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Christian Attitudes

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The Most Stressful Game

Tuesday, July 16, 2019

What's the most stressful game? Answer: the comparison game.

We all face the temptation to compare ourselves to others, and it never truly works out in our favor. We may compare our rise through the ranks of work to the speed of someone else's advancement. We may envy others' lives that we see on social media and are ungrateful for the good in our own lives. We may think of marriages that look wonderful and compare ours to theirs, leading us to feelings of inadequacy or jealousy. We are even tempted to compare ourselves to someone else's spiritual status, which never leads anywhere good (remember Cain & Abel).

Now, here's why this is the most stressful game: everyone who plays it, loses. Either, we end up sacrificing God-given peace because we're focused how we have achieved less, have been given less, or are worth less than someone else... Or, on the other side of the coin, we end up with feelings of supremacy over others, which is pride. When we look to the Bible, neither of those is okay.

So what's the solution? Stop playing the game.

Instead of comparing yourself to others, compare yourself to God's way. Do you do his will? Do you believe what he says? Do you pursue his kingdom and his righteousness? If you do, then all that you need will be added to you (Matt. 6:33). And that's not some kind of game. It's just a blessed life.

- Dan Lankford, minister

A Place For Doctrine AND Judgment

Sunday, July 07, 2019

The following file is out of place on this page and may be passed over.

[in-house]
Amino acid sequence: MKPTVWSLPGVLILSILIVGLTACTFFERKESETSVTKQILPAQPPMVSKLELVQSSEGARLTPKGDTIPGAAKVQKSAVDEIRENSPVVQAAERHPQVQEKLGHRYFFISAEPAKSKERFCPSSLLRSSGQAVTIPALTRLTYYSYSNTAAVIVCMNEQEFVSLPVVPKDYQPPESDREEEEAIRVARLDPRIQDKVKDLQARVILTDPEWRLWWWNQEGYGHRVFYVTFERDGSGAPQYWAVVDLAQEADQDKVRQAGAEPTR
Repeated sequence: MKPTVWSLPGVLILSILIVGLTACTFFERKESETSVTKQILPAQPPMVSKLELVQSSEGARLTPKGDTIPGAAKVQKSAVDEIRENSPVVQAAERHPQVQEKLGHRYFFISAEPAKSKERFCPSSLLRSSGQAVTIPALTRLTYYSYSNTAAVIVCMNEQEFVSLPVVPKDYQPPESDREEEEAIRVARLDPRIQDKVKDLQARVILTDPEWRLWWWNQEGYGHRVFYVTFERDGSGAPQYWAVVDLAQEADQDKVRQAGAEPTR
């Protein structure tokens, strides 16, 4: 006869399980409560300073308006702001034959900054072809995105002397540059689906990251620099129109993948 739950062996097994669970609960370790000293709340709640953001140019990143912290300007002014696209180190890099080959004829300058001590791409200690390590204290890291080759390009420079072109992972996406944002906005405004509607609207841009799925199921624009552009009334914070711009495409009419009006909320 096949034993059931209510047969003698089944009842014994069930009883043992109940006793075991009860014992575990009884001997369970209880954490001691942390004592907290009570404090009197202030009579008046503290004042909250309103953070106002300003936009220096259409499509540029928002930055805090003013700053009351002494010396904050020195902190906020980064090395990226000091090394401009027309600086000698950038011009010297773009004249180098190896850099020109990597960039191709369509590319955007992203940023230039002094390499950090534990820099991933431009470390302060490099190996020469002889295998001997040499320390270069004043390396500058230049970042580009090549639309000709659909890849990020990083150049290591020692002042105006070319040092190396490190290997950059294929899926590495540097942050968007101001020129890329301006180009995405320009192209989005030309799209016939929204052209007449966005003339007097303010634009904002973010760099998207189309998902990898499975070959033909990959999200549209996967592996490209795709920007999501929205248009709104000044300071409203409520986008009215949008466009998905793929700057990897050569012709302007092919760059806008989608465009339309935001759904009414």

The Bible is the authoritative source of all God-given doctrine for true disciples. It contains God’s spoken will, including his promises, his story, and his moral directives for life and religion. Therefore, when God speaks on a subject, we must believe his teaching and respect his will as authoritative and unchangeable.

But in the Bible, God does not always speak in black-and-white morality. In fact, there are times when the Holy Spirit says that a particular thing is a matter of each person’s judgment (Romans 14:1-6). And when that is the case, we must have enough faith in God to believe what he says: that another person’s judgment call is acceptable. As one preacher has said:

“Let doctrine be doctrine, and let judgment 
be judgment. God gave us both.”

What does that mean for us?

Firstly, we need to know the word well enough to tell the difference between matters of doctrine and judgment. That takes a great deal of Christian maturity, which comes from a great deal of prayer and study.

Secondly, it means that our convictions on doctrinal matters must be non-negotiable. This is what we mean when we talk about being “conservative” Christians—that we are people who are firmly committed to what God actually says in the Bible. We believe it.